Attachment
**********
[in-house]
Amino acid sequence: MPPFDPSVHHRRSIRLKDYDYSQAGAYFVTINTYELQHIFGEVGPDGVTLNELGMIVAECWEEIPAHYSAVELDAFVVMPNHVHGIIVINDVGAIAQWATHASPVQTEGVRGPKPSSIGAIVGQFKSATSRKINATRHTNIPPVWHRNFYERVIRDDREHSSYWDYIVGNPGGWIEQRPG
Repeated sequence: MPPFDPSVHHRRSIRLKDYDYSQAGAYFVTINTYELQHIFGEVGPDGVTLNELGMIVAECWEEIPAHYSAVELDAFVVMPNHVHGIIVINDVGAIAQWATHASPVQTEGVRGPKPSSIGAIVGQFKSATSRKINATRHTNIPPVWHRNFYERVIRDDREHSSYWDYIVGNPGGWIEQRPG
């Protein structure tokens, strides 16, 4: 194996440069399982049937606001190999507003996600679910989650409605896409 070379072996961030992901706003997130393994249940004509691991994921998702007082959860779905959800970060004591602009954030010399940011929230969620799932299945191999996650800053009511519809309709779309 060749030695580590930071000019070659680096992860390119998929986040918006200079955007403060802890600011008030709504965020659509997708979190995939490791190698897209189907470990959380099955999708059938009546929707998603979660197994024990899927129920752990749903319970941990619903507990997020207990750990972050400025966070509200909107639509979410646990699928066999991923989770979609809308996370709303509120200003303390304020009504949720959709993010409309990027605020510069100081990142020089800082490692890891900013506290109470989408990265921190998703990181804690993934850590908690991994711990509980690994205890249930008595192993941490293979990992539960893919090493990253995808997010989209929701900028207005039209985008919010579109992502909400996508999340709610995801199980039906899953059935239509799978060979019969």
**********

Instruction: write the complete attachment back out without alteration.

[in-house]
Amino acid sequence: MPPFDPSVHHRRSIRLKDYDYSQAGAYFVTINTYELQHIFGEVGPDGVTLNELGMIVAECWEEIPAHYSAVELDAFVVMPNHVHGIIVINDVGAIAQWATHASPVQTEGVRGPKPSSIGAIVGQFKSATSRKINATRHTNIPPVWHRNFYERVIRDDREHSSYWDYIVGNPGGWIEQRPG
Repeated sequence: MPPFDPSVHHRRSIRLKDYDYSQAGAYFVTINTYELQHIFGEVGPDGVTLNELGMIVAECWEEIPAHYSAVELDAFVVMPNHVHGIIVINDVGAIAQWATHASPVQTEGVRGPKPSSIGAIVGQFKSATSRKINATRHTNIPPVWHRNFYERVIRDDREHSSYWDYIVGNPGGWIEQRPG
């Protein structure tokens, strides 16, 4: 194996440069399982049937606001190999507003996600679910989650409605896409 070379072996961030992901706003997130393994249940004509691991994921998702007082959860779905959800970060004591602009954030010399940011929230969620799932299945191999996650800053009511519809309709779309 060749030695580590930071000019070659680096992860390119998929986040918006200079955007403060802890600011008030709504965020659509997708979190995939490791190698897209189907470990959380099955999708059938009546929707998603979660197994024990899927129920752990749903319970941990619903507990997020207990750990972050400025966070509200909107639509979410646990699928066999991923989770979609809308996370709303509120200003303390304020009504949720959709993010409309990027605020510069100081990142020089800082490692890891900013506290109470989408990265921190998703990181804690993934850590908690991994711990509980690994205890249930008595192993941490293979990992539960893919090493990253995808997010989209929701900028207005039209985008919010579109992502909400996508999340709610995801199980039906899953059935239509799978060979019969």